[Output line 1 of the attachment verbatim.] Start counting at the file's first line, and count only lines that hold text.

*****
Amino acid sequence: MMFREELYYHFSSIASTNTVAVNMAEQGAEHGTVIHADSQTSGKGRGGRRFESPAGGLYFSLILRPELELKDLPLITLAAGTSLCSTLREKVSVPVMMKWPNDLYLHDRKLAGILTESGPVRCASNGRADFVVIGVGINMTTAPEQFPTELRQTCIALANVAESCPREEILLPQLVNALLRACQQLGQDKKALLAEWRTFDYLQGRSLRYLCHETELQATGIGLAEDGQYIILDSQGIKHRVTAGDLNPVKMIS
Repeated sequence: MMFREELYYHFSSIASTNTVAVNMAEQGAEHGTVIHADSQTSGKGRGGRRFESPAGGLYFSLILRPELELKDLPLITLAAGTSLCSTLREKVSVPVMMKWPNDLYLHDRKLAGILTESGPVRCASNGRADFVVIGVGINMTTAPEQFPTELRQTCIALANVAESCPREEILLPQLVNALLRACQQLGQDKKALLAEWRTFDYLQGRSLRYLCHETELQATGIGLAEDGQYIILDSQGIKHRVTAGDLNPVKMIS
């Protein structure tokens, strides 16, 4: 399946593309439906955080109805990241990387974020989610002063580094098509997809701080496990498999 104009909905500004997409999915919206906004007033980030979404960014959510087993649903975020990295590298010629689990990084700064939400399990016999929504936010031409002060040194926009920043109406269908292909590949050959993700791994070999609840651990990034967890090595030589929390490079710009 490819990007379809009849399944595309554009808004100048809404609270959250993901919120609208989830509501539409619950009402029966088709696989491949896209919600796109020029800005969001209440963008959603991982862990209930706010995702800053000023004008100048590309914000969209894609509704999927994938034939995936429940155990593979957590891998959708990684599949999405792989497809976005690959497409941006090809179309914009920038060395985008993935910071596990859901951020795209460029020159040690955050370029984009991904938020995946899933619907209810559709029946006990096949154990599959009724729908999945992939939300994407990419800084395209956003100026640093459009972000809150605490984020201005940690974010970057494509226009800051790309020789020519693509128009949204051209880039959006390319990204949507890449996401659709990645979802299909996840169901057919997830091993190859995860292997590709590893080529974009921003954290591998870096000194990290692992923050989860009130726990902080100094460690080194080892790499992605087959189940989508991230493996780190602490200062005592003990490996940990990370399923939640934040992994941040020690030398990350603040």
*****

Amino acid sequence: MMFREELYYHFSSIASTNTVAVNMAEQGAEHGTVIHADSQTSGKGRGGRRFESPAGGLYFSLILRPELELKDLPLITLAAGTSLCSTLREKVSVPVMMKWPNDLYLHDRKLAGILTESGPVRCASNGRADFVVIGVGINMTTAPEQFPTELRQTCIALANVAESCPREEILLPQLVNALLRACQQLGQDKKALLAEWRTFDYLQGRSLRYLCHETELQATGIGLAEDGQYIILDSQGIKHRVTAGDLNPVKMIS